German politicians expressed outrage on Friday at plans by the country's biggest -- and highest earning -- bank, Deutsche Bank, to slash thousands of jobs at a time when employment in the euro zone's biggest economy is at a postwar high. "It's a scandal," the deputy chief whip of Chancellor Gerhard Schröder's Social Democrat SPD party, Michael Müller, told the regional daily
Berliner Zeitung. "It's outrageous that the earnings expectations are being raised at the cost of jobs." Similar tones were heard from the environmentalist Green party, the SPD's partner in the ruling coalition. Deutsche Bank's cost-cuttings plans were "highly problematic" at a time when unemployment in Germany stands at more than five million, the highest level since the war, said the Green party's finance expert Christine Scheel. But politicians were not in a position to do anything about it, she regretted. Even the conservative opposition was up in arms. "It's a sign that business ethics are in danger of disappearing," CDU parliamentarian Gerald Weiss told the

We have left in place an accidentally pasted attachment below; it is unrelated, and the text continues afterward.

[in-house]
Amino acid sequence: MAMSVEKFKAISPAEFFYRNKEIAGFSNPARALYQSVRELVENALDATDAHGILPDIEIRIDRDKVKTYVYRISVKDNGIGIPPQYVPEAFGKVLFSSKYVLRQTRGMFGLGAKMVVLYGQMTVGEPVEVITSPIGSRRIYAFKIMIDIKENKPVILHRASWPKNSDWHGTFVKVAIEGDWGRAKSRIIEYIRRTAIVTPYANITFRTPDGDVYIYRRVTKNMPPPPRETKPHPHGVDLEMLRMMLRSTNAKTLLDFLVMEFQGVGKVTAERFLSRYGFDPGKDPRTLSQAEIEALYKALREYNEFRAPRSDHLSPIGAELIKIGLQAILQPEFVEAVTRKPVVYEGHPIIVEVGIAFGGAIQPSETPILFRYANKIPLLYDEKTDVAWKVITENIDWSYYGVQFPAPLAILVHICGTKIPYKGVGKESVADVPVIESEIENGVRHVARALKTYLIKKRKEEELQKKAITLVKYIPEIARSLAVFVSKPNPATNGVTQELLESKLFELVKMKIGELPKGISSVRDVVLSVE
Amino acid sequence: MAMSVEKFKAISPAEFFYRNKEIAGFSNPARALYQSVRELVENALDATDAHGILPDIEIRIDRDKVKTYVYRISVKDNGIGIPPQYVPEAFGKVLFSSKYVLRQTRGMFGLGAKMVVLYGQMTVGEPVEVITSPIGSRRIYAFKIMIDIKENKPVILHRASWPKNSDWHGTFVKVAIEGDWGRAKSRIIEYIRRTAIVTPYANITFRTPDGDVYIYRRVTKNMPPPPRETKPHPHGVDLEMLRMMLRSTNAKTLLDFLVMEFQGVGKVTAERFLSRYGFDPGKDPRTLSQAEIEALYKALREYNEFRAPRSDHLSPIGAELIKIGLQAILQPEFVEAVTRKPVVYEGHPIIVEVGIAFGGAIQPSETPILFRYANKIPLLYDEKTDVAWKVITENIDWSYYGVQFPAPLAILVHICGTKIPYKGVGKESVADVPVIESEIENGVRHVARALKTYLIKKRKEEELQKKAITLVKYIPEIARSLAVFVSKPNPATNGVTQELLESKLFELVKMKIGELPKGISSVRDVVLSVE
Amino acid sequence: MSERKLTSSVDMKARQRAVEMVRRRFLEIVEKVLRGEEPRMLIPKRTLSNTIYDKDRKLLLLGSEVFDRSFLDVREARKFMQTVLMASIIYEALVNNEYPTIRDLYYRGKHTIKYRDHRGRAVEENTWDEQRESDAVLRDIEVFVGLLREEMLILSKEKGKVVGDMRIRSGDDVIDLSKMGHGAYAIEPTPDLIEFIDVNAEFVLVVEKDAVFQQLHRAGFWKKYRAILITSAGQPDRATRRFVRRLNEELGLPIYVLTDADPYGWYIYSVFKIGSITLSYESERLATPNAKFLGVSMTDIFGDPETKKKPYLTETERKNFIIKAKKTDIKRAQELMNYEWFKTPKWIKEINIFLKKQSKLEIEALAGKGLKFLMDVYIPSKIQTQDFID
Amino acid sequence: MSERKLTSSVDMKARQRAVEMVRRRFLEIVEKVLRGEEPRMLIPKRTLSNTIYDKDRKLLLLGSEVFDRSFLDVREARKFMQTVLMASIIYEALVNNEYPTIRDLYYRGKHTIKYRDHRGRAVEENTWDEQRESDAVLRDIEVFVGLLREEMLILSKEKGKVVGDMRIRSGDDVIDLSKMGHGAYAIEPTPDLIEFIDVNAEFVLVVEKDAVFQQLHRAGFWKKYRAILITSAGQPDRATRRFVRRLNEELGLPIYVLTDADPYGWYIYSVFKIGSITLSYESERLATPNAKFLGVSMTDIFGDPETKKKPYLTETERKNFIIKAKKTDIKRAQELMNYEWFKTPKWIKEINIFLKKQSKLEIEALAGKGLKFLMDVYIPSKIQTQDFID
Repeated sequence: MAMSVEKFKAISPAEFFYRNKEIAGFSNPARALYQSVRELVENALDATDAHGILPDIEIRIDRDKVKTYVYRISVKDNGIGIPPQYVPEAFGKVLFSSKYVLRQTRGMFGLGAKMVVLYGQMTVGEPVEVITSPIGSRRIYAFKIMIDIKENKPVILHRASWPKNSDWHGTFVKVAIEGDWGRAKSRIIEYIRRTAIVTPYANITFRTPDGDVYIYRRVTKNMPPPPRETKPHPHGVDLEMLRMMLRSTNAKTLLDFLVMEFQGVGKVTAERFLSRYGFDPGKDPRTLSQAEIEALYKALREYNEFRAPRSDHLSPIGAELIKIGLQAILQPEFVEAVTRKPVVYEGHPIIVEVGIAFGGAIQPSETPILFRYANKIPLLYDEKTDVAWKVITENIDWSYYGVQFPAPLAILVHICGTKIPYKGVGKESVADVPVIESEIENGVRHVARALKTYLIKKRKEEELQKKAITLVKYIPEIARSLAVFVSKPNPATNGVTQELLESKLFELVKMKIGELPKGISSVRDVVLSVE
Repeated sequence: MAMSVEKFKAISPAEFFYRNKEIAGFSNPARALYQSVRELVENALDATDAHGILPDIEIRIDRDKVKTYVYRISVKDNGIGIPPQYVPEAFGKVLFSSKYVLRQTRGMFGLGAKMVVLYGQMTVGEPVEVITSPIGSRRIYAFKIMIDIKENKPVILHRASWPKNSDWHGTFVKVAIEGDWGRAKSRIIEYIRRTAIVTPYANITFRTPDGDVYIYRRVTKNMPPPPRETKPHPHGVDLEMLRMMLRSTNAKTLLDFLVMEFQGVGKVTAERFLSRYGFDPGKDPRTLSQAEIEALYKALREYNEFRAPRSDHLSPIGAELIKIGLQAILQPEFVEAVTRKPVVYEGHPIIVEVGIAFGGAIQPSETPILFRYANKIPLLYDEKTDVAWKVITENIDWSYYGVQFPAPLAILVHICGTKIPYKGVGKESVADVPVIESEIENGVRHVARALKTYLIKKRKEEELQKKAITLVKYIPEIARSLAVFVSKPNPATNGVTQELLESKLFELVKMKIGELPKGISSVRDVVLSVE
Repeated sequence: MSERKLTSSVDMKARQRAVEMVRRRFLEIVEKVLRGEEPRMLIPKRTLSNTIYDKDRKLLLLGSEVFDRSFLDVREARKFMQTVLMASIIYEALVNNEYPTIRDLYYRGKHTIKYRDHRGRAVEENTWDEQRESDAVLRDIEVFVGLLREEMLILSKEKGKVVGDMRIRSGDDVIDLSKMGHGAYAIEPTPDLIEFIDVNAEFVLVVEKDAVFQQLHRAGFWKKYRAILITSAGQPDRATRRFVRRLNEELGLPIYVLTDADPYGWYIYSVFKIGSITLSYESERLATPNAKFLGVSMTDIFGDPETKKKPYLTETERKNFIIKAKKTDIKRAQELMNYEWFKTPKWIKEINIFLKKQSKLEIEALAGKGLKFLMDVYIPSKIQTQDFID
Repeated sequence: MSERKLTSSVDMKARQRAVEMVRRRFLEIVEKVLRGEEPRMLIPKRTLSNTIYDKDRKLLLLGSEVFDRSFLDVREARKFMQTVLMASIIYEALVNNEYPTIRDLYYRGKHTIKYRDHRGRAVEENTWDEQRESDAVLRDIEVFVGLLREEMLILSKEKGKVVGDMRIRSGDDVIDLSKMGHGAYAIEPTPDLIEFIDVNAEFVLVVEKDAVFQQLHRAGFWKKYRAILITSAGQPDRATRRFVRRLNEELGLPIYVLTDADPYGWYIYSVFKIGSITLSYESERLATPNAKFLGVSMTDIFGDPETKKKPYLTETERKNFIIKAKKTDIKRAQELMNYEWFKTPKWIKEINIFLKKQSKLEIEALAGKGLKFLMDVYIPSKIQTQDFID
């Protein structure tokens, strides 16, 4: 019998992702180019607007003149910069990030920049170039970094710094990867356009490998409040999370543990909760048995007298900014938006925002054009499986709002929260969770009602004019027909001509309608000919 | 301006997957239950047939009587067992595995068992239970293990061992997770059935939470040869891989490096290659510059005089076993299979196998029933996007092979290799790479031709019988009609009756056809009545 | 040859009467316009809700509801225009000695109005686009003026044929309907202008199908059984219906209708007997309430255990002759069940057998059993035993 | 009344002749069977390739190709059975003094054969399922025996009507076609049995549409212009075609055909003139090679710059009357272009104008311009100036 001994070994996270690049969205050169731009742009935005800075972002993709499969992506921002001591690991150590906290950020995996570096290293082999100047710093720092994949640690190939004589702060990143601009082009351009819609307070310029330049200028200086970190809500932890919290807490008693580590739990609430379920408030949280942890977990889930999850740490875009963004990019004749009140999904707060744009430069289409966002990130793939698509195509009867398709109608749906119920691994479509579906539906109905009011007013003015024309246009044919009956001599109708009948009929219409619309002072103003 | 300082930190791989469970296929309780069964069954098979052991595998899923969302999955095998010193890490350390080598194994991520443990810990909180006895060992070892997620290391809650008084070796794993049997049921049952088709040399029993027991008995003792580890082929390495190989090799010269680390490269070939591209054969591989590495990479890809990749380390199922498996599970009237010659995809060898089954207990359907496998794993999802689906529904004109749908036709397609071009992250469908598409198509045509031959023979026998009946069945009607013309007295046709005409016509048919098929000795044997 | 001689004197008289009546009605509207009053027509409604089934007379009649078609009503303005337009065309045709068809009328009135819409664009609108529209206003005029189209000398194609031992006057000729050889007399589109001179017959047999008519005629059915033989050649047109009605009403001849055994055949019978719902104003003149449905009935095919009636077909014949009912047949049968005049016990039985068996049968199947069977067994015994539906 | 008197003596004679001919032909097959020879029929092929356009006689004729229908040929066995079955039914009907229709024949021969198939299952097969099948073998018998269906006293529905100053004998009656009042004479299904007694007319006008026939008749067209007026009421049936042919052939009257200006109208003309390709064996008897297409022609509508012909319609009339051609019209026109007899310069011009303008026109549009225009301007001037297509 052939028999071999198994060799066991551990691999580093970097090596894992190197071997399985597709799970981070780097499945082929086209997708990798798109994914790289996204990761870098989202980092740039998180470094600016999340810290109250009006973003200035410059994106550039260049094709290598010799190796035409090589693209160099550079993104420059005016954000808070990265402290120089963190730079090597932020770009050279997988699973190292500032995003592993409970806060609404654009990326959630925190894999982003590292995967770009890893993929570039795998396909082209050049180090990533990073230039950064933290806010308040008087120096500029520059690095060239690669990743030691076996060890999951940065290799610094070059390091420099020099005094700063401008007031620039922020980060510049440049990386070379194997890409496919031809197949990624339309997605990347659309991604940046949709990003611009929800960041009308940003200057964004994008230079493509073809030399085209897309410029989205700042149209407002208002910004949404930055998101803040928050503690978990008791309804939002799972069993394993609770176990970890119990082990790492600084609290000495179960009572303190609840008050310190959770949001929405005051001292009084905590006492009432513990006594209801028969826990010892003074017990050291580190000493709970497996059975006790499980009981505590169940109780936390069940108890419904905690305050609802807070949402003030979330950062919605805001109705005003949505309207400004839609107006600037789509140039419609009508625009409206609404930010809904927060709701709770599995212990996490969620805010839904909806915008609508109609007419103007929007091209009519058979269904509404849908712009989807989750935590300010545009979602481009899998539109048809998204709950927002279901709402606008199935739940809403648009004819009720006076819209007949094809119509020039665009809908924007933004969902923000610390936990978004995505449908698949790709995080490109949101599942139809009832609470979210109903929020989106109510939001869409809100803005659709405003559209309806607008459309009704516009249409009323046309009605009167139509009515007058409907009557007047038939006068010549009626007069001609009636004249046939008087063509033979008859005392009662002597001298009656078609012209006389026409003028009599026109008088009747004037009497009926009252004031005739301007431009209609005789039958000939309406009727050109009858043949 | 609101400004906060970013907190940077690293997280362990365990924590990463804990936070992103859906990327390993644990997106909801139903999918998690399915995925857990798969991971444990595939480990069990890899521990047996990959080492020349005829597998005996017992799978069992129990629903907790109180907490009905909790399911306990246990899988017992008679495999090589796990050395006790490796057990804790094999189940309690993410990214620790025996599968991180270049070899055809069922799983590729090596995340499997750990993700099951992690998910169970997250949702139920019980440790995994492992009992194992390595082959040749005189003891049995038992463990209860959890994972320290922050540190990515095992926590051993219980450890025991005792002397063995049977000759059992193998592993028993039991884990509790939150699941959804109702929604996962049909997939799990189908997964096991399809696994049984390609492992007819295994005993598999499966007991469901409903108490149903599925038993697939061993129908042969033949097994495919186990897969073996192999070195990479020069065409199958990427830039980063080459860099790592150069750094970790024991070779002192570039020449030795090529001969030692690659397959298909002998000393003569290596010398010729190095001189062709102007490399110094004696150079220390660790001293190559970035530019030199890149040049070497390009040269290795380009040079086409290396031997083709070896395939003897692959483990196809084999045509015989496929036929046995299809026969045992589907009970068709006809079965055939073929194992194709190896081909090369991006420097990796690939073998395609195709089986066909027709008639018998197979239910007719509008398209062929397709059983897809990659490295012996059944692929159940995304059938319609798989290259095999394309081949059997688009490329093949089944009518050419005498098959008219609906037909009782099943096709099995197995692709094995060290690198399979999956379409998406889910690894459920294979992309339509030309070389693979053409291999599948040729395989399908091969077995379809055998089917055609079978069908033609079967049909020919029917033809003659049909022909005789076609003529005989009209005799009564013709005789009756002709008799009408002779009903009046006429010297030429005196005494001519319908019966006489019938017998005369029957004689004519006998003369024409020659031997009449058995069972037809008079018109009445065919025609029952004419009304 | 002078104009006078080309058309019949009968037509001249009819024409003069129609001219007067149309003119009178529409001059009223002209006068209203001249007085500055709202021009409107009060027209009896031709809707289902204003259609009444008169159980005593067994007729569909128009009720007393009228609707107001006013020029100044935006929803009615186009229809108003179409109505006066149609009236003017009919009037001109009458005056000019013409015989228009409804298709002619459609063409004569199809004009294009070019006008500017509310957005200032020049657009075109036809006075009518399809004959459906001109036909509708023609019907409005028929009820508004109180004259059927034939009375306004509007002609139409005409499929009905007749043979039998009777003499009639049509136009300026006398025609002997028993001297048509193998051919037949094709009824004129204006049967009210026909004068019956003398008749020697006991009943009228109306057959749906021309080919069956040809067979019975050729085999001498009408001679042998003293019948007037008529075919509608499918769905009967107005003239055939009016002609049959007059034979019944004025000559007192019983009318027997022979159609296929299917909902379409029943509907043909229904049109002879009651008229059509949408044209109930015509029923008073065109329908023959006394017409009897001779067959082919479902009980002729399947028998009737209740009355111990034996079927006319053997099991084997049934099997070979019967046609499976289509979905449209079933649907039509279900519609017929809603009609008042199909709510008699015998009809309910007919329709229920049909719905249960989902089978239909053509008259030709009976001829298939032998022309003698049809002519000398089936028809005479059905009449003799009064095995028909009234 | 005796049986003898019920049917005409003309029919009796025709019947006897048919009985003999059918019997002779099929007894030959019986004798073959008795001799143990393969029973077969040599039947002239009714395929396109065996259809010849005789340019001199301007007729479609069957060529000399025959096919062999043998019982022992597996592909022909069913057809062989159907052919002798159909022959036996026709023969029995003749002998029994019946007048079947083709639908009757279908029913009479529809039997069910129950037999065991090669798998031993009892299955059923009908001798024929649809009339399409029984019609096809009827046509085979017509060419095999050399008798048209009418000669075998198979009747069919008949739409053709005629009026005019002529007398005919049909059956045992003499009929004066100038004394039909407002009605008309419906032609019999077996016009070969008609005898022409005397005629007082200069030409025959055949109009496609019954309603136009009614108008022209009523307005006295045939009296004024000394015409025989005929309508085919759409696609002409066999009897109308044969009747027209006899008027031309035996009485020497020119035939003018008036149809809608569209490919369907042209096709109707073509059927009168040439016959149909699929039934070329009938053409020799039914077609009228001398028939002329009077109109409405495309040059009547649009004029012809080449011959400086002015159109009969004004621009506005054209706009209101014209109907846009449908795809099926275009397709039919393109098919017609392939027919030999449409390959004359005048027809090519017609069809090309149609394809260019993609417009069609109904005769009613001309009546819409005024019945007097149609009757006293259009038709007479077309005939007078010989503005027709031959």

Berliner Zeitung. On Thursday, Deutsche Bank said it was planning to axe or relocate some 6,400 jobs in all, equivalent to 10 percent of its workforce, after running up a net profit of around €2.5 billion ($3.2 billion), the highest in four years. The aim of the additional blood-letting was to catapult Deutsche Bank into one of the biggest banks in the world in terms of market capitalization from its current No. 23 ranking, chairman Josef Ackermann said.